–There is NEVER a need for a choke chain, shock collar or pronged collar. Not in the military, not in the police, not for service dog training and not with a family dog. It is more outdated than smoking inside commercial airplanes. It is not only highly unethical but also inhumane and not as effective as force-free positive reinforcement. Don’t let the pretty marketing and advertising and euphemistic names (tickle, stimulus, vibrating collar) fool you. They were ALL designed to inflict pain and only work by increasing the amount of pain and discomfort.
–Your dog is not revengeful or acting a certain way to spite you. Fluffy does not rip up your couch or new Jimmy Choo shoes to spite you. You have to teach your dog good habits and behaviors with appropriate chew toys. Otherwise, your shoes and couch are the same texture, materials, and plushness as their toys. Now, who’s the dummy 🙂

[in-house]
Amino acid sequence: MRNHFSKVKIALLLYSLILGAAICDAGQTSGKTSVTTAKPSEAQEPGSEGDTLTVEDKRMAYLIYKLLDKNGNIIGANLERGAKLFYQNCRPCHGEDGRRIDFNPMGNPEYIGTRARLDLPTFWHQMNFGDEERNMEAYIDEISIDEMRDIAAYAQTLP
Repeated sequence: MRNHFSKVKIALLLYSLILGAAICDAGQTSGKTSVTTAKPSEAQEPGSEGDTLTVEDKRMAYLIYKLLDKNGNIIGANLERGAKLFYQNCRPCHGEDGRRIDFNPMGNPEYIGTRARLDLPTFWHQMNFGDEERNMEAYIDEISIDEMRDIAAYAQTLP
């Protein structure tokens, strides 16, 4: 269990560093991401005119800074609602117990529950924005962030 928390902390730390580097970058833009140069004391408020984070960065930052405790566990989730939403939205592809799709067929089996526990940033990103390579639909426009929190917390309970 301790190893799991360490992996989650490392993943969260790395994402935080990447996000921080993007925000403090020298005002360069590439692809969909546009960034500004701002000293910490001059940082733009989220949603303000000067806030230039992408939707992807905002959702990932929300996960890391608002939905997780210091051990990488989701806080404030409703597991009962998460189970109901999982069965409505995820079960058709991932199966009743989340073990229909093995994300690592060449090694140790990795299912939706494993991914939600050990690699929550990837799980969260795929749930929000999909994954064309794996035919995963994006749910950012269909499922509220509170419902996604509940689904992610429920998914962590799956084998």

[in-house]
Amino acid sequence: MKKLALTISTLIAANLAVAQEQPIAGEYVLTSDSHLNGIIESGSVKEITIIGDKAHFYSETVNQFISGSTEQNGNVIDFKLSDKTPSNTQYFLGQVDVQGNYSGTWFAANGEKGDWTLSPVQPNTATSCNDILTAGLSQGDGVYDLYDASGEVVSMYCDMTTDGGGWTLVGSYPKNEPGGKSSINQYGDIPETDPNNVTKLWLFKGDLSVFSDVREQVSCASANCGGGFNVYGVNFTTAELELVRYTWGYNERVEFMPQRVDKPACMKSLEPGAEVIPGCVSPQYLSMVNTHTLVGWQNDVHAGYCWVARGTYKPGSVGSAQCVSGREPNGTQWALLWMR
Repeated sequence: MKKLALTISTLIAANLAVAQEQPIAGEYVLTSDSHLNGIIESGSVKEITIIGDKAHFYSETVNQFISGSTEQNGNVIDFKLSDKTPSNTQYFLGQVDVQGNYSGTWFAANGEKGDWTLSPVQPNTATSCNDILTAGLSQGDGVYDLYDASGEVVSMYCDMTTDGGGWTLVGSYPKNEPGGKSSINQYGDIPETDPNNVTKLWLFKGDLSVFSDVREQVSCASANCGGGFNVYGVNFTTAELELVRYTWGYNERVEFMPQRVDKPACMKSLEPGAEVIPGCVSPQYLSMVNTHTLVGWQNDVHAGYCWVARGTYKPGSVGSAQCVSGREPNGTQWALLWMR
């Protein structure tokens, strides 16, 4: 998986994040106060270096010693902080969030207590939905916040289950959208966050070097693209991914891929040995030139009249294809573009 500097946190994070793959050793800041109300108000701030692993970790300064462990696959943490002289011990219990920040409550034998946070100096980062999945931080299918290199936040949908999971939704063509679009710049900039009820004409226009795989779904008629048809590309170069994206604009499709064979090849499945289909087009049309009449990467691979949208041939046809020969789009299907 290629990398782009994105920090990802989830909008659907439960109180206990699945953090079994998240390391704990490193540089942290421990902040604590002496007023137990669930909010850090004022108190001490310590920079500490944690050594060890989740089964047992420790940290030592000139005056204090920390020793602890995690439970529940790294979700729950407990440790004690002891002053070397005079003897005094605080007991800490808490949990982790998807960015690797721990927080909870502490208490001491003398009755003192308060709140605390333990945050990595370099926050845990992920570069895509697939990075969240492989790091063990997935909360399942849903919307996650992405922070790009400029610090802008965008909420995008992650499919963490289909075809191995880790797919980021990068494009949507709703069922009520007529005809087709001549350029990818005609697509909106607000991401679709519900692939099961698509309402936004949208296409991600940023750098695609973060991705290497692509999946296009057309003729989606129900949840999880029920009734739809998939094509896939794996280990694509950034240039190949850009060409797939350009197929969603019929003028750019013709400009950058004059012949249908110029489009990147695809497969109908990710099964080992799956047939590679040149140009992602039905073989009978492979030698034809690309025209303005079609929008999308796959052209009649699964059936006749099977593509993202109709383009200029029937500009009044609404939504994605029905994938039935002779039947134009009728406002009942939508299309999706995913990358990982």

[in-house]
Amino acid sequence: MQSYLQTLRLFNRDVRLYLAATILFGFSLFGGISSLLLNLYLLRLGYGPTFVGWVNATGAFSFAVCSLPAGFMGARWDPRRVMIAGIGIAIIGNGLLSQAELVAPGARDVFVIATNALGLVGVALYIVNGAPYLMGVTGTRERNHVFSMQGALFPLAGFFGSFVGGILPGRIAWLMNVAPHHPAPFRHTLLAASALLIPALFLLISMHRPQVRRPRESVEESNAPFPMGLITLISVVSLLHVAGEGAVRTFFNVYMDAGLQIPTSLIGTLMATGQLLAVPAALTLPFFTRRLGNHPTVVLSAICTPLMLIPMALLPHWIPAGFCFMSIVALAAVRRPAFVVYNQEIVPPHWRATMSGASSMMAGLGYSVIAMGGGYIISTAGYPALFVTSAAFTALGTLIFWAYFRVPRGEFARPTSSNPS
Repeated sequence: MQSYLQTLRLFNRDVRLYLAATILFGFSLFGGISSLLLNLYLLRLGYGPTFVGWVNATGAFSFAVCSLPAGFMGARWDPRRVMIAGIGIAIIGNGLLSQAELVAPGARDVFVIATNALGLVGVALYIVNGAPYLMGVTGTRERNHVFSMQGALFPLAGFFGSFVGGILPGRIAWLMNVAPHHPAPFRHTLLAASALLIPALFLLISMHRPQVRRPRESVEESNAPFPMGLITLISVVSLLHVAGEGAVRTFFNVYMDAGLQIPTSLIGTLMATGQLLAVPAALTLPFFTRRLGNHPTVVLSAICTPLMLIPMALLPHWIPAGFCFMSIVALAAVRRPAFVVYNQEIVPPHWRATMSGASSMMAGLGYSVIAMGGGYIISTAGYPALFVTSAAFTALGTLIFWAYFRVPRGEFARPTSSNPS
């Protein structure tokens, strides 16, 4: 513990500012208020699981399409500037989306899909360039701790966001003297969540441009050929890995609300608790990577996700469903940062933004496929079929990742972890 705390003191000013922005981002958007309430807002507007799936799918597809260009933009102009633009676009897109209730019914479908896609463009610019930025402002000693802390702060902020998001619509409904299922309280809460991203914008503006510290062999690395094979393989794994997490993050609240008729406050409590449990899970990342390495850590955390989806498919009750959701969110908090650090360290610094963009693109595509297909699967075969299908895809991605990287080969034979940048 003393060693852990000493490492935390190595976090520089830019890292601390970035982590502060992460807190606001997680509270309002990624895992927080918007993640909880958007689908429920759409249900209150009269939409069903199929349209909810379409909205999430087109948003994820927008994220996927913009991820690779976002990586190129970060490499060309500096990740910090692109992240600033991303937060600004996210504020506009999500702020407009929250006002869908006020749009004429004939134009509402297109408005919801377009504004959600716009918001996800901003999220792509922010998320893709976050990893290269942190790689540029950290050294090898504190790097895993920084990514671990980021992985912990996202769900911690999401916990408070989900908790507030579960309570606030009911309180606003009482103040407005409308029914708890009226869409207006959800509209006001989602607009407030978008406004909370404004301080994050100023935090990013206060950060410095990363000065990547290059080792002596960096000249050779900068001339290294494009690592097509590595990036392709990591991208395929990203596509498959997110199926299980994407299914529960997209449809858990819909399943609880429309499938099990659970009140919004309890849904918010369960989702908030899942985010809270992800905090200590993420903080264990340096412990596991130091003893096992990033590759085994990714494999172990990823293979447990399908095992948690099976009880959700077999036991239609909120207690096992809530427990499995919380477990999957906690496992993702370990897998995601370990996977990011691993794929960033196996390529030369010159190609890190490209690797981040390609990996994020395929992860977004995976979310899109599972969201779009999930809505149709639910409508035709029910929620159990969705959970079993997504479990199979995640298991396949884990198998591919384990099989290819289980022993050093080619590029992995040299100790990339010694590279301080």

–Chuck that food bowl in the ga’bage! Food bowls are the lazy human’s product to ensure a pet that can care less about working for anything. Bowls do more harm than good, chuck it, and look at these alternatives for a dog’s food bowl.
– Keep your dogs out of the kitchen. Allowing dogs in the kitchen is often dangerous medically and causes behavioral problems. There are too many potential hazards from eating something harmful to self-rewarding inappropriate behavior. Simply put, the kitchen is not a place for your pooch.